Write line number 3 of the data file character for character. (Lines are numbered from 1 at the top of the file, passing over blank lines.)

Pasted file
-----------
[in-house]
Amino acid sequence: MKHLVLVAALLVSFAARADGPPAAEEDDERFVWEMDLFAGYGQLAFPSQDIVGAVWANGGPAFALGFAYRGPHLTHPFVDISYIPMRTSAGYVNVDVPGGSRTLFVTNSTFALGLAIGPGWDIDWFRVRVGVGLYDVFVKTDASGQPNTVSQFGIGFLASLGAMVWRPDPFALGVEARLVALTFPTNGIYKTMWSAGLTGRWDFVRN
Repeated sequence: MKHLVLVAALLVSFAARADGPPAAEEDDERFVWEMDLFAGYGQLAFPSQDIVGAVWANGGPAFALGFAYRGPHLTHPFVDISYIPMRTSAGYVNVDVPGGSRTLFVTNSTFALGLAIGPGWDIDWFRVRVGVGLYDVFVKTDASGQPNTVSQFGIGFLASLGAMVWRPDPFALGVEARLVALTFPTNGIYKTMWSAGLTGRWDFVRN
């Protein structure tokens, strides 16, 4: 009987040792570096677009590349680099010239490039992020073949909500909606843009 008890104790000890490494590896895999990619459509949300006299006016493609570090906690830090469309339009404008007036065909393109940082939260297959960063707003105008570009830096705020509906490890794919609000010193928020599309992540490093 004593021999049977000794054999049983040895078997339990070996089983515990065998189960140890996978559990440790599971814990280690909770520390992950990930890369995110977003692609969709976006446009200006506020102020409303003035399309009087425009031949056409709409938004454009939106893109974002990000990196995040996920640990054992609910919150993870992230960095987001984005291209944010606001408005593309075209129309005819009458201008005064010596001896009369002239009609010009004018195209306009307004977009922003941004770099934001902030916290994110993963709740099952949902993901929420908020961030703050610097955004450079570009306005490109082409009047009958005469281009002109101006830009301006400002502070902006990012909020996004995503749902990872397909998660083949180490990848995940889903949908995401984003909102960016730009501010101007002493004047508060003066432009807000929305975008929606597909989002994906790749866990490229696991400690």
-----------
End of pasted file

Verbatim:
Repeated sequence: MKHLVLVAALLVSFAARADGPPAAEEDDERFVWEMDLFAGYGQLAFPSQDIVGAVWANGGPAFALGFAYRGPHLTHPFVDISYIPMRTSAGYVNVDVPGGSRTLFVTNSTFALGLAIGPGWDIDWFRVRVGVGLYDVFVKTDASGQPNTVSQFGIGFLASLGAMVWRPDPFALGVEARLVALTFPTNGIYKTMWSAGLTGRWDFVRN